Campaigning is underway in French Polynesia for the territorial elections to choose a new assembly for a five-year term.
A new electoral system is in place for the two rounds of voting in April and May amid calls for a renewal of the political class after a decade of economic decline and unprecedented political instability.
Walter Zweifel has more.
The French newspaper of record Le Monde says Paris is worried about the elections in Tahiti as the choice appears to be between the pest and cholera.
On one side is the ruling pro-independence Union For Democracy camp, portrayed as inert financial managers, who are keen to pursue a decolonisation agenda that is bound to undermine the global span France aspires to maintain.
On the other side, there is a discredited loyalist camp, whose leaders have piled up a raft of corruption convictions for excesses and abuses largely tolerated by France, whose main policy concern was an undisturbed nuclear weapons testing regime.
Many of the leading loyalists, also known as pro-autonomy advocates such as Gaston Flosse, are politically alive as long as they can keep appealing against their sentences.
So what do voters think?
There is no clear answer as there are no regular opinion polls to go by.
In a weekly feature on local television, however, a student and first time voter was clear.
"The only way to get things right is the radical change of the political class"
For this man there has to be radical change by replacing the political class.
Last month, Gaston Flosse appealed against a suspended four-year jail sentence for running a phantom job network to the benefit of his party.
In January, he appealed against a five-year prison sentence for corruption over public sector contracts.
His deputy, Edouard Fritch, is facing corruption charges and so does Gaston Tong Sang, who was the perceived election winner five years ago when his To Tatou Aia Party briefly became the biggest party.
Jean-Christophe Bouissou, who was a key associate of theirs, is also accused of corruption - this time it's linked to a businessman, Bill Ravel,
And in connection with the ongoing Ravel case, for the first time a minister of the pro-independence government, James Salmon, was last month charged with corruption.
Going back to the same student, the verdict is clear.
We cannot put same people back into power that got us into this difficulties
He says one cannot return the same politicians to power that have put the country into such difficulties.
The last decade has seen just about every possible permutation of loyalties in what has at times been described as coalitions against nature.
What has been left is unemployment at a record high and poverty which nowadays engulfs people quickly once they lose their jobs in one of the world's costliest places.
Once an advocate for pensioners, Emile Vernier, has also turned against the political class, forming his own party and calling for French Polynesia to be made into a French department.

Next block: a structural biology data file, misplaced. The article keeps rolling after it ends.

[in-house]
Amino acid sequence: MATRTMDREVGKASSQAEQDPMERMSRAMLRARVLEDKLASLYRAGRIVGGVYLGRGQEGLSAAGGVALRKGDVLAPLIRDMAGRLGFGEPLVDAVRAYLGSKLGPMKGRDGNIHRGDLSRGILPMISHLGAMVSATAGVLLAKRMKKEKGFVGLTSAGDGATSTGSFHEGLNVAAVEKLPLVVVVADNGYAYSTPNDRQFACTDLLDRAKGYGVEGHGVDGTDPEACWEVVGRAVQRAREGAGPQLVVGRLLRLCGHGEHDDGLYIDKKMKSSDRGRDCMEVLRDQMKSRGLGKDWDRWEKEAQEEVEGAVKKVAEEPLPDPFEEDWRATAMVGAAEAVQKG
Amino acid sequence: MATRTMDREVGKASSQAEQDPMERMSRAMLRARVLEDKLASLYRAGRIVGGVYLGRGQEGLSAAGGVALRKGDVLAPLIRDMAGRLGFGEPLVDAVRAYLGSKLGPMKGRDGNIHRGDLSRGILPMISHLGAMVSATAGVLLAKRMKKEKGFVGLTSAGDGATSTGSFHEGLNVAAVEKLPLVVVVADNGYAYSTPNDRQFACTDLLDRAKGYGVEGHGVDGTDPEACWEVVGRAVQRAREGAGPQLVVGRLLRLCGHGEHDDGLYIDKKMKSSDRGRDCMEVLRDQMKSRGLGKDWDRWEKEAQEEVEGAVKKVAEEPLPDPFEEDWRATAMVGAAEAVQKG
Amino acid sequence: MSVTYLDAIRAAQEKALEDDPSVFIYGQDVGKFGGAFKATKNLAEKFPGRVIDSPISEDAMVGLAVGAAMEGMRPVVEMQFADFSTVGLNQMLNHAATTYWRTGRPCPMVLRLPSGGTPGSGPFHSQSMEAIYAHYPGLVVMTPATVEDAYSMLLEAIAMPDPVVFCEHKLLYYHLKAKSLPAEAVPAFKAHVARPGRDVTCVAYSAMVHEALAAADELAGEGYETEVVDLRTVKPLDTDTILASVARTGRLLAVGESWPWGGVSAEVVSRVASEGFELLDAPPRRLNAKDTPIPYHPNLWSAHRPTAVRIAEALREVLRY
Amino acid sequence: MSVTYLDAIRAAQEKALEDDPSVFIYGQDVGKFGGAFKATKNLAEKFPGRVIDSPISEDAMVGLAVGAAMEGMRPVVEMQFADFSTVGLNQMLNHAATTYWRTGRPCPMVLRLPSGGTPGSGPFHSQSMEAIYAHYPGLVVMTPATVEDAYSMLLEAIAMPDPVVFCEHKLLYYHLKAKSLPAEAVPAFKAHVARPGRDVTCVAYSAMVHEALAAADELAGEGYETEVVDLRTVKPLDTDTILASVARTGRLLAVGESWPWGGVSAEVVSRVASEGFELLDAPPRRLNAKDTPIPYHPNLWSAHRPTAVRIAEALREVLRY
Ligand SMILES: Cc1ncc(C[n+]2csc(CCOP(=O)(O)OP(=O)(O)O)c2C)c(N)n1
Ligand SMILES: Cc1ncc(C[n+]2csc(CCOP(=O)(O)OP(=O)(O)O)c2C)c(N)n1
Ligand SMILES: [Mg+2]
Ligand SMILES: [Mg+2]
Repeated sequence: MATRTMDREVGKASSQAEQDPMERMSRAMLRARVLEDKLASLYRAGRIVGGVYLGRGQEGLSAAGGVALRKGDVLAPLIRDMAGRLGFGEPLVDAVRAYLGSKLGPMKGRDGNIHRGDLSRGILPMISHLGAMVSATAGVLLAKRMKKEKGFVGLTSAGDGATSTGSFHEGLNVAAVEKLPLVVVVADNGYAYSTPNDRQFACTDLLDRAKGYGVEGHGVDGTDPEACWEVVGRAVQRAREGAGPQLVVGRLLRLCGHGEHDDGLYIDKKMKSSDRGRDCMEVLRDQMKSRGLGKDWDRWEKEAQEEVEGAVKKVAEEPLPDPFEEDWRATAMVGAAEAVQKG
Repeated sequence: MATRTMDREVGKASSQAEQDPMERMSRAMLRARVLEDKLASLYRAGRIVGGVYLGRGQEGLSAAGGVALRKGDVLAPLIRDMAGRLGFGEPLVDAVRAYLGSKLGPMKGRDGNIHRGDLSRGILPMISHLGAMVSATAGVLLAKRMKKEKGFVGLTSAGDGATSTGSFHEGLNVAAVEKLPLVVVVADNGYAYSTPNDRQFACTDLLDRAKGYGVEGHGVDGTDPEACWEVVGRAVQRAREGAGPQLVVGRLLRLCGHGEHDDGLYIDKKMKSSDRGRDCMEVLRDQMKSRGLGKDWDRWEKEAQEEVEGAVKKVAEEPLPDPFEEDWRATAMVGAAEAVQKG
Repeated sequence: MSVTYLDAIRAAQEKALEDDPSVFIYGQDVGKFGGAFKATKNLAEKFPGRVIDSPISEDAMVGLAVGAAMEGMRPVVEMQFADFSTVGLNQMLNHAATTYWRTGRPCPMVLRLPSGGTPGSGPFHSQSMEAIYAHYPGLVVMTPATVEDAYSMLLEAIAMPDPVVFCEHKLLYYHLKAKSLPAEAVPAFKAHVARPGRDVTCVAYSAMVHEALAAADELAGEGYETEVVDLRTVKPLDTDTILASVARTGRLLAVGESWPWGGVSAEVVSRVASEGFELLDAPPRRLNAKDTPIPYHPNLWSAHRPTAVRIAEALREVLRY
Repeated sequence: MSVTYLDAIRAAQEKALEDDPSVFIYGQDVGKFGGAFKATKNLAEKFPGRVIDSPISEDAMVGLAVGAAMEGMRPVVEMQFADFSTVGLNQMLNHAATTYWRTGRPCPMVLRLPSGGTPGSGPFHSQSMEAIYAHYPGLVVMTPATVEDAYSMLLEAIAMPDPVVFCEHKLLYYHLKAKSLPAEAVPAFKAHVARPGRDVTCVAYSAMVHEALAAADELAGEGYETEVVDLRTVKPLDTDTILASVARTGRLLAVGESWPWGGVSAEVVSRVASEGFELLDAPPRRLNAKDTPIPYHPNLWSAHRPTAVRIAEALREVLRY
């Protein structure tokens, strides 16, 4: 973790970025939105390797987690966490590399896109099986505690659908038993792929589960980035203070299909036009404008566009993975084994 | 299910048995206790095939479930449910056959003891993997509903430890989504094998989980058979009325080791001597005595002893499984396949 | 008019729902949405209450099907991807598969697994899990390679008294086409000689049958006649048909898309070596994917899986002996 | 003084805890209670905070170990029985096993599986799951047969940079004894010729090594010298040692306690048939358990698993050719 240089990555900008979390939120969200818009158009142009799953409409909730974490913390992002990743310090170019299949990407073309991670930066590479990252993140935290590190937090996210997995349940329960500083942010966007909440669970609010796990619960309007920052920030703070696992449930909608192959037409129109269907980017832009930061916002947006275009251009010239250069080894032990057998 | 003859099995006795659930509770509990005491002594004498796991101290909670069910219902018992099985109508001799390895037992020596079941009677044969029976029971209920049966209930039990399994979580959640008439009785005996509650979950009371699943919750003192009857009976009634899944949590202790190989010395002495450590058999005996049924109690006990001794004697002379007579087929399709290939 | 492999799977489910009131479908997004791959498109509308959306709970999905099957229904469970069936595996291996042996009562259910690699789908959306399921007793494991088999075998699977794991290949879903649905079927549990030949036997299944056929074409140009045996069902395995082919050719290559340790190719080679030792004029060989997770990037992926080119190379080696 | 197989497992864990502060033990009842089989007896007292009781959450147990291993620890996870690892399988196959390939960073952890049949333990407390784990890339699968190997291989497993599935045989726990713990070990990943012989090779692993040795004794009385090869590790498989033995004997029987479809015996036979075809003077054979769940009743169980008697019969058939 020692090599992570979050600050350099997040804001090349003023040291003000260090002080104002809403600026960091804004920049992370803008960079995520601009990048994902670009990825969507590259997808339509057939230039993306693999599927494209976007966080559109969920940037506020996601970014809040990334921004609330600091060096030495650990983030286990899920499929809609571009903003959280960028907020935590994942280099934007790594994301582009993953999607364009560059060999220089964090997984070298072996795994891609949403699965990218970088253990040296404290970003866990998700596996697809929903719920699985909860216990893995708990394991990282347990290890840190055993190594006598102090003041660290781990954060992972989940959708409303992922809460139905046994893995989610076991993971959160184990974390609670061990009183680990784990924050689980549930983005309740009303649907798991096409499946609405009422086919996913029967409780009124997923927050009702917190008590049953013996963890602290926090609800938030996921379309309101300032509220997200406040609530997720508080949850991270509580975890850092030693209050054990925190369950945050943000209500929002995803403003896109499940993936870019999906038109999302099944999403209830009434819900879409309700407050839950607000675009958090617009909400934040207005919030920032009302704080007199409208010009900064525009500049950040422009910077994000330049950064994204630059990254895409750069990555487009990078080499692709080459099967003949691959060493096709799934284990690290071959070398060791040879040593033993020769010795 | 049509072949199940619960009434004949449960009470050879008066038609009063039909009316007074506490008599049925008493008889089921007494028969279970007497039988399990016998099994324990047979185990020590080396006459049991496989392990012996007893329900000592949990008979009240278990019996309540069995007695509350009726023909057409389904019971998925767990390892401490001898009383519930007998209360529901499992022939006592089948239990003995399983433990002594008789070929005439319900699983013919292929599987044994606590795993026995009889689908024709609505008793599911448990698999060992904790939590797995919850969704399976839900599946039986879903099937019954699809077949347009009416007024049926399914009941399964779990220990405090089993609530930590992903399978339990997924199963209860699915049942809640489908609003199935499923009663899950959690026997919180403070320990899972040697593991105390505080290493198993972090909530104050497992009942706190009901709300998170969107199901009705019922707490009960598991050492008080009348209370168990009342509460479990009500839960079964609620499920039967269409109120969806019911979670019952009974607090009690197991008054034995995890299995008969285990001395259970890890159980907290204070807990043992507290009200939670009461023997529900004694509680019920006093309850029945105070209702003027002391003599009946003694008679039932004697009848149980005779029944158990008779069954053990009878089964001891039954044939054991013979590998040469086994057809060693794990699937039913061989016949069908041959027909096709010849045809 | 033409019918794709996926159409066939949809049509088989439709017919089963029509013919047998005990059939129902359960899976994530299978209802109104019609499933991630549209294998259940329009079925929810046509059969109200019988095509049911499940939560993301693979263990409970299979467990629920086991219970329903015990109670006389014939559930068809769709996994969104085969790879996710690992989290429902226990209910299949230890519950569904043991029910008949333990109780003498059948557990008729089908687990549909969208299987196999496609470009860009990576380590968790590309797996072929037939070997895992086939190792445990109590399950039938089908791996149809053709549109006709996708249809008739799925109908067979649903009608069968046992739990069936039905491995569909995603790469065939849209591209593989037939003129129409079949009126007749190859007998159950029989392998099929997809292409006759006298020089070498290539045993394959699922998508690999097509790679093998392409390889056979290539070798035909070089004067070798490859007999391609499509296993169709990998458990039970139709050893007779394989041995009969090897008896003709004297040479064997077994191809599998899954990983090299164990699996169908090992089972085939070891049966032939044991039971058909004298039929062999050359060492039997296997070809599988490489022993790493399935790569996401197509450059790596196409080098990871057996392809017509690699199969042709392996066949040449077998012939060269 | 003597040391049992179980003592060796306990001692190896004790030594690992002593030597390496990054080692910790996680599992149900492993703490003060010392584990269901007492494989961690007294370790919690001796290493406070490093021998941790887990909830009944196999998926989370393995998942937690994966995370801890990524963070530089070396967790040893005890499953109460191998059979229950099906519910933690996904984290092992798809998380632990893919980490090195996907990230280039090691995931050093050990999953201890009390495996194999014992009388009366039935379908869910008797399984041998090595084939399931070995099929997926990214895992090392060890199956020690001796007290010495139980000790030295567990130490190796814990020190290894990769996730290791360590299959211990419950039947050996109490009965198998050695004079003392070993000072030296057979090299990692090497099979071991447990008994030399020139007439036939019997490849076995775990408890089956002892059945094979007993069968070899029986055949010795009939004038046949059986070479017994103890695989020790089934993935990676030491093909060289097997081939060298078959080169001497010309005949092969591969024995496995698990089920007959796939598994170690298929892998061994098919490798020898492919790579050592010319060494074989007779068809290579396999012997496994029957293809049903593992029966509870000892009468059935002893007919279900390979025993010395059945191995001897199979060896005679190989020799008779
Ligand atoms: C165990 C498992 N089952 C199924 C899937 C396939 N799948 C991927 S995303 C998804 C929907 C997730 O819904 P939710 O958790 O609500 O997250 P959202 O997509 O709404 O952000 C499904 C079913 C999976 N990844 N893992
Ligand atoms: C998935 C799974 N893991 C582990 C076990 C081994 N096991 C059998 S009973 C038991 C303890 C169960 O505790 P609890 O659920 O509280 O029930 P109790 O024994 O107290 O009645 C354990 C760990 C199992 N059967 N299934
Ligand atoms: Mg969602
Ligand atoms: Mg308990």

He says 36 years of autonomy have been used by the local political class to fill their pockets.
36 years of autonomy is enough. During these 36 years, the political elite, the ones that led us, has looked after itself. They filled their pockets and I'm not afraid to say it.
There are many more small parties contesting the election, with scant chance to secure the 12.5 percent of votes needed in the first round to make it to the run-off in May.
Judging by the outcome of last year's election to the French National Assembly, the momentum is with the opposition, in particular with the orange party, the Tahoeraa Huiraatira of Gaston Flosse.
The Tahoeraa has maintained a strong party structure despite the massive electoral setbacks it suffered five years ago.
Its campaign machinery is grinding along, using even defamatory claims.
On its website, the party boasts in a communique that the finance minister was this month involved in a car accident after drinking at the golf club.
The blog which first circulated the rumour has issued a profuse apology to the minister after establishing the facts.
The Tahoeraa is also engaged in efforts to deregister Teva Rohfritsch, a former Tahoeraa minister who now leads the new A Tia Porinetia party.
It claims he is ineligible to stand because he isn't properly registered in his electorate.
Mr Rohfritsch in turn has accused the Tahoeraa of lining up enormous Chinese loans, which the Tahoeraa denies.
Asked about his main challenger, Mr Rohfritsch says it's abstinence
He says many people no longer believe in politics.
The political instability since 2004 is linked to the changes of the electoral system - all decided by Paris but not endorsed by Tahiti.
The current system was decided by Paris two years ago, making it the fourth system it put in place in eight years.
The new proportional system will again provide for two rounds of voting, with an all-out effort expected in the second round.
The winning list will get a third of all seats in the 57-member assembly as a bonus, while the remainder will be distributed according to the lists' relative strength.
If voters put the Tahoeraa back in power, its leader Gaston Flosse could however be out of office before the end of the year.
This could happen if the last point of appeal upholds the corruption sentence he was given for the way he ran the territory when he was power a decade ago.